If you want a better illustration of F1's descent into ridicule this weekend's Australian Grand Prix was it. It had very little of anything. Excitement, overtaking, strategy? Not really.
How bad was it? Jalopnik called it a 'bit of a turd', Red Bull boss Christian Horner said 'it's not interesting watching a procession' and Autoblog noted that '90% of the action... had nothing to do with cars setting timed laps'.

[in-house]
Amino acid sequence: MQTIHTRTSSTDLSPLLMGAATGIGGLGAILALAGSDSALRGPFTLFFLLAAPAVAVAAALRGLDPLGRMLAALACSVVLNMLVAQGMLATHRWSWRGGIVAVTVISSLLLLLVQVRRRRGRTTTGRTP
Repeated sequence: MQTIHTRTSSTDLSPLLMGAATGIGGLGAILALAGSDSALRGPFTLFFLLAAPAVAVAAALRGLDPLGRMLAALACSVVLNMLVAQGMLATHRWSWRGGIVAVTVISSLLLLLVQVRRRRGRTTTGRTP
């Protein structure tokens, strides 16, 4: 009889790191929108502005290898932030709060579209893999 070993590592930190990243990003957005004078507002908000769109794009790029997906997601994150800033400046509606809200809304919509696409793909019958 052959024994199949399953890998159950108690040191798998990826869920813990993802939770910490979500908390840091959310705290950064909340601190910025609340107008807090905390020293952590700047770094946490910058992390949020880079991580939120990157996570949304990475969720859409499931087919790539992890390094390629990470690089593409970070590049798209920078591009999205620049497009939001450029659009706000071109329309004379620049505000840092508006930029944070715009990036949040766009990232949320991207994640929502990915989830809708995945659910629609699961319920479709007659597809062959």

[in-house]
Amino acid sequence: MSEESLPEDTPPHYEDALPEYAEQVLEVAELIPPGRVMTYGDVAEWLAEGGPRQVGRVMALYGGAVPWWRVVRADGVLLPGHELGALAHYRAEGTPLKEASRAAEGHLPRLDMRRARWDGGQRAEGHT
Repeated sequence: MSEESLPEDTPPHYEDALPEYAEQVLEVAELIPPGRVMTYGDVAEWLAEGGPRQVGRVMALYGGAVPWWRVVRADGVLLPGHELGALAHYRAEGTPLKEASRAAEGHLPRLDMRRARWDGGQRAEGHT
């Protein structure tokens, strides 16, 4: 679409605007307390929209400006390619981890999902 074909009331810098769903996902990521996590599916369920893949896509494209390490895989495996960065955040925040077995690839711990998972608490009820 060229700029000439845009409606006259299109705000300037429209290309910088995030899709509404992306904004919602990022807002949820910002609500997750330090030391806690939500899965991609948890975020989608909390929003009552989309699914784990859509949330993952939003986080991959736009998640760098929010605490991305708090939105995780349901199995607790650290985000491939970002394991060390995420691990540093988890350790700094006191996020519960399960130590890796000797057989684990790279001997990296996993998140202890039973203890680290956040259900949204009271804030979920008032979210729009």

Barring the 2005 Indianapolis Grand Prix and 1982 San Marino Grand Prix, both affected by political factors, the fifteen starters marked the lowest number in 42 years. And those that started were dropping out like flies.
Eleven cars made it to the finish, if you include Jensen Button's McLaren-Honda, which was so performance limited he'd have finished earlier in the Civic hire car he drove to the circuit.
The most exciting part of the race was guessing who was going to drop out next. Lewis Hamilton's seventh straight flag to flag victory was so predictable that even the TV cameras didn't bother tracking the two Mercedes cars around.
The only question remaining is: can anyone stop a clean sweep this year?